Certainly with the intention to rob people. [Frontier Kansas] was a good place for them to move stolen goods without attracting too much attention, because you could blame [crime] on bandits and Indigenous people. I believe they killed their first victim by accident in a robbery gone wrong. When no one came looking for him, they thought, ‘We can get away with this.’ I think they were naturally violent people, and that made it easy.
After the Benders abandoned their homestead in April 1874, eight victims were found in the orchard on their property and three in a nearby prairie. All were men travelling alone, except for a father and daughter pair. How were they killed?
All had impact wounds to head, temples and base of the neck, and also slit throats.
Why did you conclude the murders were more likely committed by Pa Bender and John Gebhardt?
At the time, the newspapers were very keen to say that Kate did it—or was involved in the physical act. The truth is, we will never know. I did a lot of academic reading. It’s very unusual for a family to do this, and for a woman to consistently kill in this way, with impact violence. We see [that] much more with men. I think Gebhardt was the driving force behind the violence, because we later see him involved with a very violent group of men.
Why were the Benders never caught after they fled Kansas?
Lots of people have lots of different theories of where they ended up.
Samuel Merrick [an outlaw who traveled with them] said to his prison guards that he knew where they were. Bill and Frank McPherson, two brothers who were criminals, [said they] knew where they were.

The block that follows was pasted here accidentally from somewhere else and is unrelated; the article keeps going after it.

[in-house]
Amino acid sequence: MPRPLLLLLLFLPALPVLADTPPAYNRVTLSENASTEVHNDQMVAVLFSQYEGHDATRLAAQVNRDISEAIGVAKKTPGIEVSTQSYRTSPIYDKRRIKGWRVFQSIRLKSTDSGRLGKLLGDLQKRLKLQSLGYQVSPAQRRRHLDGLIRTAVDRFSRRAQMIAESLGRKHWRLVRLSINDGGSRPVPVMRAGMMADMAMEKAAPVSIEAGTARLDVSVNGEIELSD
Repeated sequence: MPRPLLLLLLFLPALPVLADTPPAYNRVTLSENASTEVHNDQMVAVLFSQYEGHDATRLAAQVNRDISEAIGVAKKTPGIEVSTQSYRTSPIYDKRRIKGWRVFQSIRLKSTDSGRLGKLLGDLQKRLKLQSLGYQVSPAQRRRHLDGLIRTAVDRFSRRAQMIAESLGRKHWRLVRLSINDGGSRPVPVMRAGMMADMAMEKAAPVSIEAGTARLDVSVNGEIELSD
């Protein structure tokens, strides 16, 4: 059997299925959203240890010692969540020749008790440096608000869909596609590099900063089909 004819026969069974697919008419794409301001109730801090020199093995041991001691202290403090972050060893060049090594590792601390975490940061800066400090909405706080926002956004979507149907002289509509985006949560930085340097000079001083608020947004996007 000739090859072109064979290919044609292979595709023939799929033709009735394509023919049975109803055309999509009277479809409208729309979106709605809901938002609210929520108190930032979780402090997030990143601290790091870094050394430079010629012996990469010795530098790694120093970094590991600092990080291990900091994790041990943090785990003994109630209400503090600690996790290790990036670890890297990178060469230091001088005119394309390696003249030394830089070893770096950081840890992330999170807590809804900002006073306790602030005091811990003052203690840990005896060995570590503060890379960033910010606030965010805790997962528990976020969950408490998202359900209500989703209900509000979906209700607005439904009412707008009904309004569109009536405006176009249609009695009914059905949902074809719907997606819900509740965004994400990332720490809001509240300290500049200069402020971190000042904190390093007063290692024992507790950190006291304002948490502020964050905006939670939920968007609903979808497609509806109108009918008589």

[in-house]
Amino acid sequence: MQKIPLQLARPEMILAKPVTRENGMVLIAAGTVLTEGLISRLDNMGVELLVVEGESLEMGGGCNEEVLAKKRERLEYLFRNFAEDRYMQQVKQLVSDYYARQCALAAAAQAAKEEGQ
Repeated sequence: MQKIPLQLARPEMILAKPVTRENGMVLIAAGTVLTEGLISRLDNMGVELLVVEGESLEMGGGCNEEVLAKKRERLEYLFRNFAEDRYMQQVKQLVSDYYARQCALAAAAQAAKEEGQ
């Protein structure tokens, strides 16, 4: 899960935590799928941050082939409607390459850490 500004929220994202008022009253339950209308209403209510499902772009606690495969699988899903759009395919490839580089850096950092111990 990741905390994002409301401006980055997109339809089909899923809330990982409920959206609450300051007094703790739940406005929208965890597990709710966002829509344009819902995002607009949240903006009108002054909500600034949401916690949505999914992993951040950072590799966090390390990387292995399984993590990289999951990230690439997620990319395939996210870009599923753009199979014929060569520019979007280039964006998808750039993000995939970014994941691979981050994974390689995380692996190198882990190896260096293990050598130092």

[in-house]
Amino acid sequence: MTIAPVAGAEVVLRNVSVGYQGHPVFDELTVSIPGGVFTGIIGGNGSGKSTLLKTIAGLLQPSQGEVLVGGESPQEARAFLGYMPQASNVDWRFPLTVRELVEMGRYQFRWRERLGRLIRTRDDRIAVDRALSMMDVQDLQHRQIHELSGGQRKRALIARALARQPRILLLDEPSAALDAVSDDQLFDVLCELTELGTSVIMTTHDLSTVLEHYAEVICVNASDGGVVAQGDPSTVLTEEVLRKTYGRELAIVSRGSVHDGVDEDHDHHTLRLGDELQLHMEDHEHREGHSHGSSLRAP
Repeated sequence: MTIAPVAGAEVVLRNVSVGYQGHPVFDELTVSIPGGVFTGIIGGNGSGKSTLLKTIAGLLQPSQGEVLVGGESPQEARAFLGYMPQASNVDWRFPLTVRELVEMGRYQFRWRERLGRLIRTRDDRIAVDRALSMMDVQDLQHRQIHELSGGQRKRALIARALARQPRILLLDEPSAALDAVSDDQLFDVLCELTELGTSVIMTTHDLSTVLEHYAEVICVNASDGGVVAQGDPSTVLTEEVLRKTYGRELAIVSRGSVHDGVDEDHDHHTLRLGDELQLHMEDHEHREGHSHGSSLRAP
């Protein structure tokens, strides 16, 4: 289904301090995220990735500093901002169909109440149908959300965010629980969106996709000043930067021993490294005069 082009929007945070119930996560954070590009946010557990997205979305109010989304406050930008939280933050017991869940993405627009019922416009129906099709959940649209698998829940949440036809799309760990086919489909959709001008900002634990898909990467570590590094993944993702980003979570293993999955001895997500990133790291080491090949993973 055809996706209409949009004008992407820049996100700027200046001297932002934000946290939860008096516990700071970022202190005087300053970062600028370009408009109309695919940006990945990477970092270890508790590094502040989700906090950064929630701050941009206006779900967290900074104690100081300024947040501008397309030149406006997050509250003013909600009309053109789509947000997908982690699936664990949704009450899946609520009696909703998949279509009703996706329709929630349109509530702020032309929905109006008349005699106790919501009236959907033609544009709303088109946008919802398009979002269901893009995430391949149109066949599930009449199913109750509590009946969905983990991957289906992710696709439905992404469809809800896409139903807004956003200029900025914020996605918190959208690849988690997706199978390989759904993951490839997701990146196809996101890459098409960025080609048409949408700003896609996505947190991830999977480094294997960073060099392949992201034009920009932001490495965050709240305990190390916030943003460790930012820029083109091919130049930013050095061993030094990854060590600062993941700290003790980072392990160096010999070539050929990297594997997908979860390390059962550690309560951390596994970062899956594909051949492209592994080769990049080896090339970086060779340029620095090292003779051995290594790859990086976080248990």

All the [newspaper] reports said the authorities didn’t know where they were, but that just wasn’t true. From the research I did, they knew where the Benders were for about 18 months. There was lots of correspondence, and it became apparent that the government didn’t have the money to keep after them. At one point, the Kansas authorities wrote to the military in Texas, which wrote back, basically saying, ‘That’s not our problem. We are too busy dealing with the Indian wars.’ There was also lots of local corruption. The Benders were warned when authorities were in town and were coming to get them.
Two women, Almira Monroe and Sarah Davis, were wrongly accused of being Ma and Kate Bender, and went to a preliminary trial, narrowing avoiding a full trial . What happened?
Lots of people who’d never seen the Benders claimed [Monroe and Davis] were the Benders. The community was so split on whether or not they were. They came dangerously close [to going to trial] because [the authorities] didn’t have any pictures of the women.